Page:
This Week in New York Insider's Guide to Arts & Culture in New York City Since 2001

12Jul/17

BRONX GOTHIC

(photo courtesy of Grasshopper Film)

Okwui Okpokwasili takes viewers behind the scenes of her one-woman show in Bronx Gothic (photo courtesy of Grasshopper Film)

BRONX GOTHIC (Andrew Rossi, 2017)
Film Forum
209 West Houston St.
July 12-25
212-727-8110
www.filmforum.org
grasshopperfilm.com

“Okwui’s job is to scare people, just to scare them to get them to kind of wake up,” dancer, choreographer, and conceptualist Ralph Lemon says of his frequent collaborator and protégée Okwui Okpokwasili in the powerful new documentary Bronx Gothic. Directed by Okpokwasili’s longtime friend Andrew Rossi, the film follows Okpokwasili during the last three months of her tour for her semiautobiographical one-woman show, Bronx Gothic, a fierce, confrontational, yet heart-wrenching production that hits audiences right in the gut. Rossi cuts between scenes from the show — he attached an extra microphone to Okpokwasili’s body to create a stronger, more immediate effect on film — to Parkchester native Okpokwasili giving backstage insight, visiting her Nigerian-born, Bronx-based parents, and spending time with her husband, Peter Born, who directed and designed the show, and their young daughter, Umechi. The performance itself begins with Okpokwasili already moving at the rear of the stage, shaking and vibrating relentlessly, facing away from people as they filter in and take their seats. She continues those unnerving movements for nearly a half hour (onstage but not in the film) before finally turning around and approaching a mic stand, where she portrays a pair of eleven-year-old girls exchanging deeply personal notes, talking about dreams, sexuality, violence, and abuse as they seek their own identity. “Bronx Gothic is about two girls sharing secrets. . . . It is about the adolescent body going into a new body, inhabiting the body of a brown girl in a world that privileges whiteness,” Okpokwasili, whose other works include Poor People’s TV Room and the Bessie-winning Pent-Up: A Revenge Dance, explains in the film. National Medal of Arts recipient Lemon adds, “It’s about racism, gender politics — it’s not just about these two little black girls in the Bronx.” Rossi includes clips of Okpokwasili performing at MoMA in Lemon’s “On Line” in 2011, developing Bronx Gothic at residencies at Baryshnikov Arts Center and New York Live Arts, and participating in talkbacks at Alverno College in Milwaukee and the Bronx Academy of Arts and Dance, where the tour concluded, right next to her childhood church, which brings memories surging back to her.

(photo courtesy of Grasshopper Film)

Okwui Okpokwasili nuzzles her daughter, Umechi, in poignant and timely documentary (photo courtesy of Grasshopper Film)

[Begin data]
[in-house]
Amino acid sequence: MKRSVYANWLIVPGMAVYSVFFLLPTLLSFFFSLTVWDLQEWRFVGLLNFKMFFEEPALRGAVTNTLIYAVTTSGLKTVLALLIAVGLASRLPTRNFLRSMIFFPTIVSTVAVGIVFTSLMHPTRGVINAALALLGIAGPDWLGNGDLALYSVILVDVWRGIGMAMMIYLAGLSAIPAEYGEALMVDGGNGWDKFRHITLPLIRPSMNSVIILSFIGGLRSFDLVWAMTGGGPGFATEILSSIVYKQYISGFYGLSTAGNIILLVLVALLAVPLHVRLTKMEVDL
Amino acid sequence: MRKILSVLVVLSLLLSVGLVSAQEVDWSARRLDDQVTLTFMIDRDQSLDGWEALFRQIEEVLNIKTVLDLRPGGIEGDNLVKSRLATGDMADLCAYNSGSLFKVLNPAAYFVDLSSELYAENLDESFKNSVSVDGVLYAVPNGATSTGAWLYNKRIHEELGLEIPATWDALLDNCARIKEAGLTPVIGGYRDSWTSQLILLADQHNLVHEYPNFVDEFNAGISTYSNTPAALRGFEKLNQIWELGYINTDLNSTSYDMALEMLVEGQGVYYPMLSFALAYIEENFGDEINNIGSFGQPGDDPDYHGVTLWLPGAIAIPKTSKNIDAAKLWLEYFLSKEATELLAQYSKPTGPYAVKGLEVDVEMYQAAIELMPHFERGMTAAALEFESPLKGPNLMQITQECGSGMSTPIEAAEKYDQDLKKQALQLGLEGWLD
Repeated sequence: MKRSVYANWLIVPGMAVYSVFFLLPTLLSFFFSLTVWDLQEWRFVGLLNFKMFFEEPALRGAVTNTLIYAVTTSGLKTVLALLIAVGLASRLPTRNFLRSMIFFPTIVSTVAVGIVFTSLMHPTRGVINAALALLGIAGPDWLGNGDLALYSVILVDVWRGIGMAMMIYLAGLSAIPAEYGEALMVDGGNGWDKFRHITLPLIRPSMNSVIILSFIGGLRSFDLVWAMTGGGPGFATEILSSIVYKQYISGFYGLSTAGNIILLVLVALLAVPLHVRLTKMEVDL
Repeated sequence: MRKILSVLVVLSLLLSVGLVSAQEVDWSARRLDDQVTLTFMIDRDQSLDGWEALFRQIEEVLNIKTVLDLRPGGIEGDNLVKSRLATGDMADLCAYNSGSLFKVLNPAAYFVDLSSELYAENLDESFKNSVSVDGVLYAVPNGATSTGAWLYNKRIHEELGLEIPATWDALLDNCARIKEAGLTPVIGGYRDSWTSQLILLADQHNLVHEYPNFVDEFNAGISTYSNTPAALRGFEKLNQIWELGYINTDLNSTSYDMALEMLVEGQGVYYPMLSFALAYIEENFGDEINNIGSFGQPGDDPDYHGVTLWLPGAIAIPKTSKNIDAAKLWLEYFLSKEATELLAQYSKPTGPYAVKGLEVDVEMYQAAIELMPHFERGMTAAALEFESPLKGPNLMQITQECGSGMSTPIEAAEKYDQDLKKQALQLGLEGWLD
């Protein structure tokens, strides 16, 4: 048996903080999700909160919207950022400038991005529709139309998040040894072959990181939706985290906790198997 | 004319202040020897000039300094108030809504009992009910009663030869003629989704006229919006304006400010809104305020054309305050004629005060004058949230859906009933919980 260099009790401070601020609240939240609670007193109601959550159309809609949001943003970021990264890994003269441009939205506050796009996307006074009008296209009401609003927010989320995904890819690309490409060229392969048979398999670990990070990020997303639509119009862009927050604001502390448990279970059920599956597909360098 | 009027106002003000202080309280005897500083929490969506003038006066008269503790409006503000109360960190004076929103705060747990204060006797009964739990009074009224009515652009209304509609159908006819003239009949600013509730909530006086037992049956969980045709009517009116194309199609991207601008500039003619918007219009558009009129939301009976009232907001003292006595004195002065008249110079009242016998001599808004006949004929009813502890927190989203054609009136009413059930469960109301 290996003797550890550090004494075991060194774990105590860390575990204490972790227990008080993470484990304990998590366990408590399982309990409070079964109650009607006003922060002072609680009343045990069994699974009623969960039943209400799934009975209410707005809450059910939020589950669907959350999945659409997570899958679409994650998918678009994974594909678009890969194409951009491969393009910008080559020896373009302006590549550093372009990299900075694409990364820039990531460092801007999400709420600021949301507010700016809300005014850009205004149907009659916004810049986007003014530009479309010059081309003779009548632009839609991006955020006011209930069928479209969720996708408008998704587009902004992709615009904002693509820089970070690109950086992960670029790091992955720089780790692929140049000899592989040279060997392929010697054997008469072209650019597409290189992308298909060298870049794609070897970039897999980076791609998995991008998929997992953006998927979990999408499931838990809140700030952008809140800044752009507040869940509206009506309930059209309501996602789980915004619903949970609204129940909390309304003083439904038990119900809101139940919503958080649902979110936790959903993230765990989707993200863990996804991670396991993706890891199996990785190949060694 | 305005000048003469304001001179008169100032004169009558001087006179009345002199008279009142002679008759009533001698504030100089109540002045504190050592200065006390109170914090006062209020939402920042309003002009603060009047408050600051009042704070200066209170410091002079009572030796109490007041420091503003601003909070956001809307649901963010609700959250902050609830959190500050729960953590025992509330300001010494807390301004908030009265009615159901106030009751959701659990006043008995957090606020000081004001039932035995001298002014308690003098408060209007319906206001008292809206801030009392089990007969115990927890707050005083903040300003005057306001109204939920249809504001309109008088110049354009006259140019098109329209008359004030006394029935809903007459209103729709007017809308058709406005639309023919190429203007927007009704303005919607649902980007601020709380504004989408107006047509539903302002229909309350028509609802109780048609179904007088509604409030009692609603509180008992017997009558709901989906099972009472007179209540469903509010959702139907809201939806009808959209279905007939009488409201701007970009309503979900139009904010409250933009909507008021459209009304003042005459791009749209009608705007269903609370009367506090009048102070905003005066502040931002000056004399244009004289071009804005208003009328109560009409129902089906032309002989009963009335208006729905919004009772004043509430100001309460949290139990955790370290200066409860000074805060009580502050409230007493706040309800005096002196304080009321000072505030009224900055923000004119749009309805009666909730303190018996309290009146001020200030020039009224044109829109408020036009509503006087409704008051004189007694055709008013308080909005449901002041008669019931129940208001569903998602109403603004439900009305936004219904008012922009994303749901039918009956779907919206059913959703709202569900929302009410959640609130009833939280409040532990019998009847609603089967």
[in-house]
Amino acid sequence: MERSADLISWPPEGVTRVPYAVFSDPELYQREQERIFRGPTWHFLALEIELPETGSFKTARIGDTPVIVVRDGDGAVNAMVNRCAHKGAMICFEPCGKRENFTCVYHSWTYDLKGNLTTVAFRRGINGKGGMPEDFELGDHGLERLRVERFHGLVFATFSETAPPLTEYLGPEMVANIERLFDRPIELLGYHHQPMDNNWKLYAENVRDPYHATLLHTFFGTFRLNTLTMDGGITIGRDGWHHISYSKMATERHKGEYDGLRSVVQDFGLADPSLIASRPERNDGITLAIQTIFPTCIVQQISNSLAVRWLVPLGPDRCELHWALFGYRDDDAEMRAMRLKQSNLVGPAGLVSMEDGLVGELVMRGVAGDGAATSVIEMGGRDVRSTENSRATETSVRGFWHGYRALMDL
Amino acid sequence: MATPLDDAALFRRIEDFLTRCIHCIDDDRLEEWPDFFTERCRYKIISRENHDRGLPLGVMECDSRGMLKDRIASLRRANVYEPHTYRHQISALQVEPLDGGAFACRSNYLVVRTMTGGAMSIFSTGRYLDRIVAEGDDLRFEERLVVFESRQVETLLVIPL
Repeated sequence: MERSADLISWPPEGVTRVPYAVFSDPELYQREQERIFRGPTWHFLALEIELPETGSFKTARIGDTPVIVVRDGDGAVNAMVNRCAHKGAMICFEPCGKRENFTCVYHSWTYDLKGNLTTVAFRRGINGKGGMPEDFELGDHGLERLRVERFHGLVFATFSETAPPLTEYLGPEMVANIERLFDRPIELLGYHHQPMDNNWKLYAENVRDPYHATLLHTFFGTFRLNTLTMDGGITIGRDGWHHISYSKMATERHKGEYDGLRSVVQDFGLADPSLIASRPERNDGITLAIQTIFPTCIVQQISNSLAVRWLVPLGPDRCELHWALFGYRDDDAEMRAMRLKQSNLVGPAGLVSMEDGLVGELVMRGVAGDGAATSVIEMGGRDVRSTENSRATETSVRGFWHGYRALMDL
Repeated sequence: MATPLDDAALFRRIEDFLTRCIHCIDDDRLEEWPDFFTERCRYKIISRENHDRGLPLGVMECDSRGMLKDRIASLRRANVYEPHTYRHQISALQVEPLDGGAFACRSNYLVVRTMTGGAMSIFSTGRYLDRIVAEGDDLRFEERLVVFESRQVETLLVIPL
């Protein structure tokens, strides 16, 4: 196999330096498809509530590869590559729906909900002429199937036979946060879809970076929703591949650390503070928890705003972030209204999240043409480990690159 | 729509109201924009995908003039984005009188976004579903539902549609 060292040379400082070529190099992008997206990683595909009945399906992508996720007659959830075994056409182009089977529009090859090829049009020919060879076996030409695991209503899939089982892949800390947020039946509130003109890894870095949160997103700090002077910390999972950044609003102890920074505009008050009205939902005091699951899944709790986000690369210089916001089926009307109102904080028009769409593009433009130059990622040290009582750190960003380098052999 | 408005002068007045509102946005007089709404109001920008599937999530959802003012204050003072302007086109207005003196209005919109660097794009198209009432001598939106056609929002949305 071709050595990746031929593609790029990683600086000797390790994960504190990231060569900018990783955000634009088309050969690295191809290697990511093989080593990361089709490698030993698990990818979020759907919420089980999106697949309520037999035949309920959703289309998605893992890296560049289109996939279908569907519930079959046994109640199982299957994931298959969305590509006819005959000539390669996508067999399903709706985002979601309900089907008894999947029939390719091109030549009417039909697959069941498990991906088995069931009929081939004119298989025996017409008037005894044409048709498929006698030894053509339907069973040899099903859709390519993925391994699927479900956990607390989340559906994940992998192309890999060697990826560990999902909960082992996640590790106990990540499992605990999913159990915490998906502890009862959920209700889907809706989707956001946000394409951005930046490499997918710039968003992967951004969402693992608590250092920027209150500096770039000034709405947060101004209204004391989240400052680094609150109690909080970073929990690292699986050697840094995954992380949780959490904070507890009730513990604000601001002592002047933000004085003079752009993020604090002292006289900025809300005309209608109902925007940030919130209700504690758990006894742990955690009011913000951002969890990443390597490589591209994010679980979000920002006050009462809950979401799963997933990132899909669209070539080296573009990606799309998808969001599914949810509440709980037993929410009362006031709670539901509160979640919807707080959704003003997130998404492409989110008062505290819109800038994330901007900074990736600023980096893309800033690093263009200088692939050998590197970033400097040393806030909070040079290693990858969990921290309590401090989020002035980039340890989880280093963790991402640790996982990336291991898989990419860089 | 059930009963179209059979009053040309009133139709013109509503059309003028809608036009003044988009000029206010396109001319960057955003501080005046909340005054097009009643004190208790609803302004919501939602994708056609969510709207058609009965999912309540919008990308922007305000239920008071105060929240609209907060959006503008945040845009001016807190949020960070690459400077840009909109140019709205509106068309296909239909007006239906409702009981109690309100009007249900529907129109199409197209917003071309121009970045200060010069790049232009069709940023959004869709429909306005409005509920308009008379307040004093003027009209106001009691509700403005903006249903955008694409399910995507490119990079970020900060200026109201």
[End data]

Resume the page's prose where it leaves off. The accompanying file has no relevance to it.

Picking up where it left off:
Rossi is keenly aware of the potentially controversial territory he has entered. “As a white man, I was conscious of the complexity and implications of embarking on a project that revolves around the experience of African American females,” he points out in his director’s statement. “But fundamentally, I believe in an artist’s creative ability to explore topics that are foreign to the artist’s own background. I think this takes on even more resonance when the work itself has an explicit objective to ‘grow our empathic capacity,’ as Okwui says of Bronx Gothic, [seeking] an audience that is composed of ‘black women, black men, Asian women, Asian men, white women, white men, Latina women, Latina men….’” Cinematographers Bryan Sarkinen and Rossi (Page One: Inside the New York Times, The First Monday in May) can’t get enough of Okpokwasili’s mesmerizing face, which commands attention, whether she’s smiling, singing, or crying, as well as her body, which is drenched with sweat in the show. “We have been acculturated to watching brown bodies in pain. I’m asking you to see the brown body. I’m going to be falling, hitting a hardwood floor, and hopefully there is a flood of feeling for a brown body in pain,” Okpokwasili says. Meanwhile, shots of the audience reveal some individuals aghast, some hypnotized, and others looking away. Editor Andrew Coffman and coeditors Thomas Rivera Montes and Rossi shift from Okpokwasili performing to just being herself, but the film has occasional bumpy transitions; also, Okpokwasili, who wrote the show when she was pregnant, does the vast majority of the talking, echoing her one-woman show but also at times bordering on becoming self-indulgent. (Okpokwasili produced the film with Rossi, while Born serves as one of the executive producers.) But the documentary is a fine introduction to this unique and fearless creative force and a fascinating examination of the development of a timely, brave work. Bronx Gothic opens July 12 at Film Forum, with Okpokwasili and Rossi taking part in Q&As at the 7:00 screenings on July 12, 14, and 15.

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